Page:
Health is on Tampa Bay's side vs. the Kansas City Chiefs
Is it possible that one number could predict who will win Super Bowl LV?
It just might be.
Renowned orthopedist and former New England Patriots team physician Dr. Matt Provencher and his company, Proven Performance Technology (PPT), created a metric to measure the overall health of a football team. Provencher is an injury and performance analyst for FOX Sports.
The BUS™ Score, or Banged Up Score, is a proprietary algorithm that takes into account the health of a franchise, focusing on key players while also looking at injured reserve.
The injuries are the crux of the algorithm, but the recipe includes other factors, and it weighs averages based on a player's position and importance to the team.
Here's the basic breakdown:
- A BUS™ Score of 100 represents perfect health for a team.
- A team's health declines during the season, for players on offense, defense and the secondary.
- The healthier a team is heading into the playoffs, the better it tends to perform.
Despite some variance, Dr. Provencher said, "If you have BUS Scores greater than 85 or so, you will likely advance – barring unforeseen circumstances."
However, he noted, the wild-card round is often more difficult to predict than other rounds of the NFL playoffs.
When Green Bay locked up the No. 1 seed and a first-round bye, it avoided a potential upset loss in a wild-card game, as the team was particularly banged up.
The Packers lost star offensive tackle David Bakhtiari to a torn ACL in the final week of the season, and 14 other players were sidelined on IR. And despite activating six players for the divisional round, the franchise was still without offensive lineman Jared Veldheer and standout receiver Allen Lazard.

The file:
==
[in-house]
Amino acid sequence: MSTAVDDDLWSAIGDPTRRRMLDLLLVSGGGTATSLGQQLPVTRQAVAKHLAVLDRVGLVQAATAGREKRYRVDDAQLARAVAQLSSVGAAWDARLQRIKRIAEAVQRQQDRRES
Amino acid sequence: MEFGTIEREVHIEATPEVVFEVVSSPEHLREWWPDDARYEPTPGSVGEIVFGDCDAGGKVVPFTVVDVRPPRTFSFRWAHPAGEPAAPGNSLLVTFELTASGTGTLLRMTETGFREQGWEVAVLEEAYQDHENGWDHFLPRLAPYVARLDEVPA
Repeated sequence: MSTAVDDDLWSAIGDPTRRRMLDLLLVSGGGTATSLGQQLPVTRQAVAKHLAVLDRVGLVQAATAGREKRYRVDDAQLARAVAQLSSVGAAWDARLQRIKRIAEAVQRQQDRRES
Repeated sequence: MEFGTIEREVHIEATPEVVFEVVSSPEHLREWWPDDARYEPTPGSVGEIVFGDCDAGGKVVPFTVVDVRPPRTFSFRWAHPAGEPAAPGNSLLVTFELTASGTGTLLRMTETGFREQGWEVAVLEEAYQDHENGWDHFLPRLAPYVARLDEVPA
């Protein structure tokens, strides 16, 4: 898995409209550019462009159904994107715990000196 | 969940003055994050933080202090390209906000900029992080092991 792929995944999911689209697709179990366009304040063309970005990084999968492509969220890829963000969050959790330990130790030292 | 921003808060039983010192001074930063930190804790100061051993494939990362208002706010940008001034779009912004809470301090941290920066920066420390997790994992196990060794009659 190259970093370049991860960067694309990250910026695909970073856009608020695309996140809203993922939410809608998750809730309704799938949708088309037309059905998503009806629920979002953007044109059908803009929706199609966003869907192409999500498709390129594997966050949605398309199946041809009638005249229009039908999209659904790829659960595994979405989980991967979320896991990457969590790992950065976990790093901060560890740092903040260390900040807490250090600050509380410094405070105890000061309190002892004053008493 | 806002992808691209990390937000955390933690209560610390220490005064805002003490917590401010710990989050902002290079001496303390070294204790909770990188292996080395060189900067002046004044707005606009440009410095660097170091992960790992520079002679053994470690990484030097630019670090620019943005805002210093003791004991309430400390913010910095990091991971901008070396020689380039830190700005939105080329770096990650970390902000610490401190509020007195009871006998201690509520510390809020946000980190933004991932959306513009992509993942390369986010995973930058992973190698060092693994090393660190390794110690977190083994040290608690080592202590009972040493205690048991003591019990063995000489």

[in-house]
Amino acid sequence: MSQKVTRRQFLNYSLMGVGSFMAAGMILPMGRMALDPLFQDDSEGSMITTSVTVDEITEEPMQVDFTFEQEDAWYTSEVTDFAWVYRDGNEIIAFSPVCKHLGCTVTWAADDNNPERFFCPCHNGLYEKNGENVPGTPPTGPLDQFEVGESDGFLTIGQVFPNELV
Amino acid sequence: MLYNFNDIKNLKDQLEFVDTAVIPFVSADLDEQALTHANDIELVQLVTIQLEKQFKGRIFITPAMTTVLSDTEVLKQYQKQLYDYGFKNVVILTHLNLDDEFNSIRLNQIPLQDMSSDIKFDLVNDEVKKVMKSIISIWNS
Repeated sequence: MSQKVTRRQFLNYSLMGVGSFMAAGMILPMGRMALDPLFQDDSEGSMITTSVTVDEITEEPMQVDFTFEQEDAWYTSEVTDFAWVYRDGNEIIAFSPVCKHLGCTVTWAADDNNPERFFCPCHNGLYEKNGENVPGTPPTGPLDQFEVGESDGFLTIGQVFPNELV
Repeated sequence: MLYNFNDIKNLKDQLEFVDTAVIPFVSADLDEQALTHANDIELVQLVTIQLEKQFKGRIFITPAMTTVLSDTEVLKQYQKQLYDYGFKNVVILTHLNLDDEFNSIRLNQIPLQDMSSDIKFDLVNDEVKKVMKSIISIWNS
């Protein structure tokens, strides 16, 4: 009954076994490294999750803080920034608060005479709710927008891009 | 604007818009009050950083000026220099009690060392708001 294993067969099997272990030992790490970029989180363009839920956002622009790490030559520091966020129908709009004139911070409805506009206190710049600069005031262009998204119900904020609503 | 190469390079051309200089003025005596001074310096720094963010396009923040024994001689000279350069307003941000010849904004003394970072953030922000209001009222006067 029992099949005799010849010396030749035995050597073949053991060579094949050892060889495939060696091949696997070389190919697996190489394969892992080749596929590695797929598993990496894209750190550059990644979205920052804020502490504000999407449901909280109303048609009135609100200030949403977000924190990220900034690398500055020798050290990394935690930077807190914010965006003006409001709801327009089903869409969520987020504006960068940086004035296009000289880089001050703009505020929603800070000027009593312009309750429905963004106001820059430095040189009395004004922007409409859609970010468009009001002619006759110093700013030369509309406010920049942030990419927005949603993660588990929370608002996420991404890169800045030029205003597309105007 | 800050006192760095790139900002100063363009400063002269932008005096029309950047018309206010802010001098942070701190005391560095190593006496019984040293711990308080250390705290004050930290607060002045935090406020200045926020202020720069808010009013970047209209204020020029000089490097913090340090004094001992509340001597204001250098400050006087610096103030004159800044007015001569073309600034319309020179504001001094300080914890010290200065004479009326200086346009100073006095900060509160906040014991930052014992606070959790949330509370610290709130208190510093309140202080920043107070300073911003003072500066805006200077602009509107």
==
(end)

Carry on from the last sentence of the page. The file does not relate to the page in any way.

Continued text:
Given that the Packers registered a 58 BUS Score, it was predictable that they would lose, considering teams that lose in the divisional round average a BUS Score of 71.
"If it weren’t for Aaron Rodgers," Dr. Provencher said, "they would have not made it to playoffs."
The Packers' score of 58 was exceptionally low, considering that Super Bowl teams typically have BUS Scores of about 88 at the beginning of the postseason and maintain those high scores throughout the playoffs.
The biggest question for Tampa is Jason Pierre-Paul's status, as he was limited Thursday and downgraded to a non-participant on Friday. Pierre-Paul will be a critical playmaker for Tampa Bay and figures to be key against a beaten up Chiefs offensive line that is missing both of its starting tackles.
Mike Remmers will start in Fisher's place, and although Remmers started 12 games this season at right tackle, he has not started a game at left tackle since 2016.
The offensive line will be the weakest link for the defending champs, but they have a few other injuries as well.
Linebacker Willie Gay Jr. was rehabbing from an ankle injury that kept him out of the previous two playoff games. Then he suffered a torn meniscus last week in practice and was ruled ineligible.
Receiver Sammy Watkins hasn't played since Week 16, and his status is questionable after a full practice on Friday following limited practices this week.
In last year's Super Bowl run, Watkins appeared in all three playoff games for the Chiefs, making a big impact with 14 receptions, 288 yards and a score.
All of those injuries don't bode well for K.C. Based on BUS Score, it seems Tampa Bay is the better bet to hoist the Lombardi Trophy come Sunday.
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